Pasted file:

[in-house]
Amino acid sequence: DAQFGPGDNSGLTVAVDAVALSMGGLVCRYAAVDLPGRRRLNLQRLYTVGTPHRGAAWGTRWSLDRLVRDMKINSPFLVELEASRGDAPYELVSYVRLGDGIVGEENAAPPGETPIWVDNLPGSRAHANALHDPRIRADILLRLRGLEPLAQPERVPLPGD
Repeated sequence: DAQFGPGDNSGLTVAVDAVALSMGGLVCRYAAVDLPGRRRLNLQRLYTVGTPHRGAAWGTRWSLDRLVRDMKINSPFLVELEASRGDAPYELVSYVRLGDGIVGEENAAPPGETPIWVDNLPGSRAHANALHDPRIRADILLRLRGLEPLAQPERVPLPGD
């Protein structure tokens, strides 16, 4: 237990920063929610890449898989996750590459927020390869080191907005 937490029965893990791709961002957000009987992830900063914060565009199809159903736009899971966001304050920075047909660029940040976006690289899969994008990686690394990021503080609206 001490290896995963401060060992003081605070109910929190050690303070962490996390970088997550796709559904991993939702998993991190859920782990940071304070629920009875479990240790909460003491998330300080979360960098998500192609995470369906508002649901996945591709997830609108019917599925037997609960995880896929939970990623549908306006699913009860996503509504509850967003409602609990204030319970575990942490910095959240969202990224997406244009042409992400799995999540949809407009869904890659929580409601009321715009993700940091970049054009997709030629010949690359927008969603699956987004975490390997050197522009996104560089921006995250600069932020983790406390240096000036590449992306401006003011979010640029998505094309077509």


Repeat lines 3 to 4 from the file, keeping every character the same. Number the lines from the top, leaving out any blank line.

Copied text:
Repeated sequence: DAQFGPGDNSGLTVAVDAVALSMGGLVCRYAAVDLPGRRRLNLQRLYTVGTPHRGAAWGTRWSLDRLVRDMKINSPFLVELEASRGDAPYELVSYVRLGDGIVGEENAAPPGETPIWVDNLPGSRAHANALHDPRIRADILLRLRGLEPLAQPERVPLPGD
């Protein structure tokens, strides 16, 4: 237990920063929610890449898989996750590459927020390869080191907005 937490029965893990791709961002957000009987992830900063914060565009199809159903736009899971966001304050920075047909660029940040976006690289899969994008990686690394990021503080609206 001490290896995963401060060992003081605070109910929190050690303070962490996390970088997550796709559904991993939702998993991190859920782990940071304070629920009875479990240790909460003491998330300080979360960098998500192609995470369906508002649901996945591709997830609108019917599925037997609960995880896929939970990623549908306006699913009860996503509504509850967003409602609990204030319970575990942490910095959240969202990224997406244009042409992400799995999540949809407009869904890659929580409601009321715009993700940091970049054009997709030629010949690359927008969603699956987004975490390997050197522009996104560089921006995250600069932020983790406390240096000036590449992306401006003011979010640029998505094309077509």